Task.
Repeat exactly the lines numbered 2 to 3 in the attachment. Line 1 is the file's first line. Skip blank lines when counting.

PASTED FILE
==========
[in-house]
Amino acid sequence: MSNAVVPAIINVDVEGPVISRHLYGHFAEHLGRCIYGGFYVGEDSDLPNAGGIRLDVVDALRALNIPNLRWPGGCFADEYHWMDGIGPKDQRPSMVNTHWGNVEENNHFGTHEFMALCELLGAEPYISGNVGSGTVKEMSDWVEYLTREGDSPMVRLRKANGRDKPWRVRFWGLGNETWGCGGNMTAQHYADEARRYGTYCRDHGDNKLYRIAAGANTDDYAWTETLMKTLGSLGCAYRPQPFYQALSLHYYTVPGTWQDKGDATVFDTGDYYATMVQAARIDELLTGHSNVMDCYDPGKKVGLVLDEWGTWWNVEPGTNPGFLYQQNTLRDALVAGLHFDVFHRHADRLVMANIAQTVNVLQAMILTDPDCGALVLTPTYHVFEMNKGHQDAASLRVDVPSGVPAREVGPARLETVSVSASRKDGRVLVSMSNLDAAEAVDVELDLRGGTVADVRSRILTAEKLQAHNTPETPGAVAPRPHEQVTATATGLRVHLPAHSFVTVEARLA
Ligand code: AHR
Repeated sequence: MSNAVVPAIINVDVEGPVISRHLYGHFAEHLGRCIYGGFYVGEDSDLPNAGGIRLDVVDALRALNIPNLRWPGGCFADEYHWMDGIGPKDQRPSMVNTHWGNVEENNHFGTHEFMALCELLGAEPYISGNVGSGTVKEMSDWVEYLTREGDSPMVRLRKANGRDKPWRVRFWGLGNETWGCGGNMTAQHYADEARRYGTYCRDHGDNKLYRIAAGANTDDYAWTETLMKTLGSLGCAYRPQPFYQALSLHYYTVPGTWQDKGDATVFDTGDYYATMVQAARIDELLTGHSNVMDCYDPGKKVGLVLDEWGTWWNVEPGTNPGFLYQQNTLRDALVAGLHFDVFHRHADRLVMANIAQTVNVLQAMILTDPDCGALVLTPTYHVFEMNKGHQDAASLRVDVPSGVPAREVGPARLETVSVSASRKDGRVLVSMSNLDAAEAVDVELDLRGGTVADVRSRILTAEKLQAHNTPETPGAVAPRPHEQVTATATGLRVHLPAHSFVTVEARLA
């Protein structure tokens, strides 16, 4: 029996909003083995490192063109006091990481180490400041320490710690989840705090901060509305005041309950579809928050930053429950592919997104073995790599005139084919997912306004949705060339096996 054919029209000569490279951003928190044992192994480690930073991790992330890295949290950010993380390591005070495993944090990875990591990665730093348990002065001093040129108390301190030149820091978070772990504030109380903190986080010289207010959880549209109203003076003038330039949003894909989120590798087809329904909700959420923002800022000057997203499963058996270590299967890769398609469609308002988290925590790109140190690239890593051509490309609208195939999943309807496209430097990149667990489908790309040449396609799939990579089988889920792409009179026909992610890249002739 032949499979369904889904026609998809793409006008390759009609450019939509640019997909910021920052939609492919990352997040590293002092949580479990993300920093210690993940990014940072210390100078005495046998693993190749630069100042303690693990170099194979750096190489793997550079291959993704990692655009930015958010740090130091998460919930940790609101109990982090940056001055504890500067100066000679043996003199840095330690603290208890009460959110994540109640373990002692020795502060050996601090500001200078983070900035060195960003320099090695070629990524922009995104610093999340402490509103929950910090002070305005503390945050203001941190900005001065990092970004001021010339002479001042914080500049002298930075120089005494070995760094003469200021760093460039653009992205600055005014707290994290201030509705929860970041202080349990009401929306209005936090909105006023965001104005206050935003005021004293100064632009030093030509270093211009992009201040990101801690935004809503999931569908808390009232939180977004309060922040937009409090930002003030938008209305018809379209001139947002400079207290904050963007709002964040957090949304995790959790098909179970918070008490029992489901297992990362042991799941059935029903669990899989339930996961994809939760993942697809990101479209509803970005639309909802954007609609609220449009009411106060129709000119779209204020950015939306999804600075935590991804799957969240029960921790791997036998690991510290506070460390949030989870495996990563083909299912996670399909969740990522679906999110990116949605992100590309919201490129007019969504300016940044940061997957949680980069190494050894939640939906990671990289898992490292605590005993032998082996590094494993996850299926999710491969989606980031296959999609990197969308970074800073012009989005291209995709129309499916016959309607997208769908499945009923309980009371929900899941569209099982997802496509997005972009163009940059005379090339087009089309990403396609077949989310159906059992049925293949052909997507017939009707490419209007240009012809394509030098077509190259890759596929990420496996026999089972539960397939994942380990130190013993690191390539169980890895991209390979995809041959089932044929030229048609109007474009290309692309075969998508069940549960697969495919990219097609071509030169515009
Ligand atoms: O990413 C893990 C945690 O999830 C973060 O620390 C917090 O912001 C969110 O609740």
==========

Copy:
Amino acid sequence: MSNAVVPAIINVDVEGPVISRHLYGHFAEHLGRCIYGGFYVGEDSDLPNAGGIRLDVVDALRALNIPNLRWPGGCFADEYHWMDGIGPKDQRPSMVNTHWGNVEENNHFGTHEFMALCELLGAEPYISGNVGSGTVKEMSDWVEYLTREGDSPMVRLRKANGRDKPWRVRFWGLGNETWGCGGNMTAQHYADEARRYGTYCRDHGDNKLYRIAAGANTDDYAWTETLMKTLGSLGCAYRPQPFYQALSLHYYTVPGTWQDKGDATVFDTGDYYATMVQAARIDELLTGHSNVMDCYDPGKKVGLVLDEWGTWWNVEPGTNPGFLYQQNTLRDALVAGLHFDVFHRHADRLVMANIAQTVNVLQAMILTDPDCGALVLTPTYHVFEMNKGHQDAASLRVDVPSGVPAREVGPARLETVSVSASRKDGRVLVSMSNLDAAEAVDVELDLRGGTVADVRSRILTAEKLQAHNTPETPGAVAPRPHEQVTATATGLRVHLPAHSFVTVEARLA
Ligand code: AHR